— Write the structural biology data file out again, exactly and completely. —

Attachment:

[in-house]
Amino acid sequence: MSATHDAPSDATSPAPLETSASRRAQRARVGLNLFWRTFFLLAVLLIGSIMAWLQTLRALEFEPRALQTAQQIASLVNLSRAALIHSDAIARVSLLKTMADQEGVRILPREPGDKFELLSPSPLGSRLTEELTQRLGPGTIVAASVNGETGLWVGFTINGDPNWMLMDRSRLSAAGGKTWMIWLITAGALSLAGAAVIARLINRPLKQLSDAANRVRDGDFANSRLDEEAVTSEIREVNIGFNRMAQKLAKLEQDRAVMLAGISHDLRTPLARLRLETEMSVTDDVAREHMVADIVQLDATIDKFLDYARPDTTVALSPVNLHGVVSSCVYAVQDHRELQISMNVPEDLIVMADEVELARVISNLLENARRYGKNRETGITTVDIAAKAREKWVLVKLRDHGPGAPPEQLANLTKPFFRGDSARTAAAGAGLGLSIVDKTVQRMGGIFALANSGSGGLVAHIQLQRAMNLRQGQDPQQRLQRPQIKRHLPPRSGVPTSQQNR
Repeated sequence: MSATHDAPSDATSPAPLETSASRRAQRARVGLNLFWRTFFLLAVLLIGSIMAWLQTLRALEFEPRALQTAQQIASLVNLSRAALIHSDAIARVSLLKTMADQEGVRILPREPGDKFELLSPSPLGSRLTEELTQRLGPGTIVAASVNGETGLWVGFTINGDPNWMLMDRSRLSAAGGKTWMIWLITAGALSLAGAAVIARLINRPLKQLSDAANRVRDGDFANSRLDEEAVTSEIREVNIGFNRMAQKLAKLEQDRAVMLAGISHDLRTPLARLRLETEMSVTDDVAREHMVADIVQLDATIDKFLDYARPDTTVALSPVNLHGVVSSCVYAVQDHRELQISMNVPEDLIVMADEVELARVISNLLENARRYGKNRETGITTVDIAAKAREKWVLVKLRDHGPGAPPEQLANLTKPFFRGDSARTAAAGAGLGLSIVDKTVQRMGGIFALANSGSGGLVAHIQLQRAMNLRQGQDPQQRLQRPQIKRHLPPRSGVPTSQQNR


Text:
[in-house]
Amino acid sequence: MSATHDAPSDATSPAPLETSASRRAQRARVGLNLFWRTFFLLAVLLIGSIMAWLQTLRALEFEPRALQTAQQIASLVNLSRAALIHSDAIARVSLLKTMADQEGVRILPREPGDKFELLSPSPLGSRLTEELTQRLGPGTIVAASVNGETGLWVGFTINGDPNWMLMDRSRLSAAGGKTWMIWLITAGALSLAGAAVIARLINRPLKQLSDAANRVRDGDFANSRLDEEAVTSEIREVNIGFNRMAQKLAKLEQDRAVMLAGISHDLRTPLARLRLETEMSVTDDVAREHMVADIVQLDATIDKFLDYARPDTTVALSPVNLHGVVSSCVYAVQDHRELQISMNVPEDLIVMADEVELARVISNLLENARRYGKNRETGITTVDIAAKAREKWVLVKLRDHGPGAPPEQLANLTKPFFRGDSARTAAAGAGLGLSIVDKTVQRMGGIFALANSGSGGLVAHIQLQRAMNLRQGQDPQQRLQRPQIKRHLPPRSGVPTSQQNR
Repeated sequence: MSATHDAPSDATSPAPLETSASRRAQRARVGLNLFWRTFFLLAVLLIGSIMAWLQTLRALEFEPRALQTAQQIASLVNLSRAALIHSDAIARVSLLKTMADQEGVRILPREPGDKFELLSPSPLGSRLTEELTQRLGPGTIVAASVNGETGLWVGFTINGDPNWMLMDRSRLSAAGGKTWMIWLITAGALSLAGAAVIARLINRPLKQLSDAANRVRDGDFANSRLDEEAVTSEIREVNIGFNRMAQKLAKLEQDRAVMLAGISHDLRTPLARLRLETEMSVTDDVAREHMVADIVQLDATIDKFLDYARPDTTVALSPVNLHGVVSSCVYAVQDHRELQISMNVPEDLIVMADEVELARVISNLLENARRYGKNRETGITTVDIAAKAREKWVLVKLRDHGPGAPPEQLANLTKPFFRGDSARTAAAGAGLGLSIVDKTVQRMGGIFALANSGSGGLVAHIQLQRAMNLRQGQDPQQRLQRPQIKRHLPPRSGVPTSQQNR